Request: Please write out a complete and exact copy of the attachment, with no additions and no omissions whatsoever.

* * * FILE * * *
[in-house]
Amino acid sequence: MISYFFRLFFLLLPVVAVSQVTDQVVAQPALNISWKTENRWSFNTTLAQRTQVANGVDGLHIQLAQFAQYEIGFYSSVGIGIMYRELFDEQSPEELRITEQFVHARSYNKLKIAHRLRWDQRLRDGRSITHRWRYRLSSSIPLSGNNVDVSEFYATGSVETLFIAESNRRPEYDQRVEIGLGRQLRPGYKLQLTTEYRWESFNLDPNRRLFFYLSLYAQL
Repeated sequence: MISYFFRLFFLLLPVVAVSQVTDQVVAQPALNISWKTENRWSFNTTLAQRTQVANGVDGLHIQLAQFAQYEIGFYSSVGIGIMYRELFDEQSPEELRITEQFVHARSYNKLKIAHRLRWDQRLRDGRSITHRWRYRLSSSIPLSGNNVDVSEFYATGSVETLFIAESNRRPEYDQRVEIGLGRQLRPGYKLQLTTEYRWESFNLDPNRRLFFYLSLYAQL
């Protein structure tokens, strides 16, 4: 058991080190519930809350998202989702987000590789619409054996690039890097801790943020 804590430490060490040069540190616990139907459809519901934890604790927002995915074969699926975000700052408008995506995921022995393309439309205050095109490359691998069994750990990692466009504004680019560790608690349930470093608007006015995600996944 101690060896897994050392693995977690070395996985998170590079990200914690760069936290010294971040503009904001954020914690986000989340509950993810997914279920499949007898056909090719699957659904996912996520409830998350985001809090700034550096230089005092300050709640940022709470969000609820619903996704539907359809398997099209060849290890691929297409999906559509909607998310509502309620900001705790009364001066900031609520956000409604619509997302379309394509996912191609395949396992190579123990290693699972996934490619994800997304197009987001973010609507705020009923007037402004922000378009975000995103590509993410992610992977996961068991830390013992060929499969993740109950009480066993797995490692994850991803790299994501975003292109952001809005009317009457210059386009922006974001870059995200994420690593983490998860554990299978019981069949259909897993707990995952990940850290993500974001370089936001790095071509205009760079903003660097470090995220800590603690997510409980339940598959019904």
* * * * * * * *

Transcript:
[in-house]
Amino acid sequence: MISYFFRLFFLLLPVVAVSQVTDQVVAQPALNISWKTENRWSFNTTLAQRTQVANGVDGLHIQLAQFAQYEIGFYSSVGIGIMYRELFDEQSPEELRITEQFVHARSYNKLKIAHRLRWDQRLRDGRSITHRWRYRLSSSIPLSGNNVDVSEFYATGSVETLFIAESNRRPEYDQRVEIGLGRQLRPGYKLQLTTEYRWESFNLDPNRRLFFYLSLYAQL
Repeated sequence: MISYFFRLFFLLLPVVAVSQVTDQVVAQPALNISWKTENRWSFNTTLAQRTQVANGVDGLHIQLAQFAQYEIGFYSSVGIGIMYRELFDEQSPEELRITEQFVHARSYNKLKIAHRLRWDQRLRDGRSITHRWRYRLSSSIPLSGNNVDVSEFYATGSVETLFIAESNRRPEYDQRVEIGLGRQLRPGYKLQLTTEYRWESFNLDPNRRLFFYLSLYAQL
């Protein structure tokens, strides 16, 4: 058991080190519930809350998202989702987000590789619409054996690039890097801790943020 804590430490060490040069540190616990139907459809519901934890604790927002995915074969699926975000700052408008995506995921022995393309439309205050095109490359691998069994750990990692466009504004680019560790608690349930470093608007006015995600996944 101690060896897994050392693995977690070395996985998170590079990200914690760069936290010294971040503009904001954020914690986000989340509950993810997914279920499949007898056909090719699957659904996912996520409830998350985001809090700034550096230089005092300050709640940022709470969000609820619903996704539907359809398997099209060849290890691929297409999906559509909607998310509502309620900001705790009364001066900031609520956000409604619509997302379309394509996912191609395949396992190579123990290693699972996934490619994800997304197009987001973010609507705020009923007037402004922000378009975000995103590509993410992610992977996961068991830390013992060929499969993740109950009480066993797995490692994850991803790299994501975003292109952001809005009317009457210059386009922006974001870059995200994420690593983490998860554990299978019981069949259909897993707990995952990940850290993500974001370089936001790095071509205009760079903003660097470090995220800590603690997510409980339940598959019904």